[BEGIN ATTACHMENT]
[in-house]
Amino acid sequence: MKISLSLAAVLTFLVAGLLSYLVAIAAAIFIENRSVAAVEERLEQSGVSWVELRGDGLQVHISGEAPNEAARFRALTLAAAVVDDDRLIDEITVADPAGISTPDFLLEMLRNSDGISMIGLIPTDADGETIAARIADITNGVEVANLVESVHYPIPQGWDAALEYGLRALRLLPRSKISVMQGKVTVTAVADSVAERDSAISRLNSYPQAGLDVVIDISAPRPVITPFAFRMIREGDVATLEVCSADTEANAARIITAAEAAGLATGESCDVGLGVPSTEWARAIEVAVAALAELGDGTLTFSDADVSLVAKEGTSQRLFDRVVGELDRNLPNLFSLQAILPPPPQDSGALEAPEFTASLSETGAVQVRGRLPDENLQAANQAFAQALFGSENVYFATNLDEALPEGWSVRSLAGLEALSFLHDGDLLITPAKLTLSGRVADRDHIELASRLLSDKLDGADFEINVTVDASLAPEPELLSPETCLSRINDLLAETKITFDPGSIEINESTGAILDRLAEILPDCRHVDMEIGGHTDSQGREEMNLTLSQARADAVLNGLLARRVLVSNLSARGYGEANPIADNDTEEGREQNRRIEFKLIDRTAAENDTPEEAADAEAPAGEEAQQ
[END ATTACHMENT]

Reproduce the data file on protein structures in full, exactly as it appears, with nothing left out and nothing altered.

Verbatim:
[in-house]
Amino acid sequence: MKISLSLAAVLTFLVAGLLSYLVAIAAAIFIENRSVAAVEERLEQSGVSWVELRGDGLQVHISGEAPNEAARFRALTLAAAVVDDDRLIDEITVADPAGISTPDFLLEMLRNSDGISMIGLIPTDADGETIAARIADITNGVEVANLVESVHYPIPQGWDAALEYGLRALRLLPRSKISVMQGKVTVTAVADSVAERDSAISRLNSYPQAGLDVVIDISAPRPVITPFAFRMIREGDVATLEVCSADTEANAARIITAAEAAGLATGESCDVGLGVPSTEWARAIEVAVAALAELGDGTLTFSDADVSLVAKEGTSQRLFDRVVGELDRNLPNLFSLQAILPPPPQDSGALEAPEFTASLSETGAVQVRGRLPDENLQAANQAFAQALFGSENVYFATNLDEALPEGWSVRSLAGLEALSFLHDGDLLITPAKLTLSGRVADRDHIELASRLLSDKLDGADFEINVTVDASLAPEPELLSPETCLSRINDLLAETKITFDPGSIEINESTGAILDRLAEILPDCRHVDMEIGGHTDSQGREEMNLTLSQARADAVLNGLLARRVLVSNLSARGYGEANPIADNDTEEGREQNRRIEFKLIDRTAAENDTPEEAADAEAPAGEEAQQ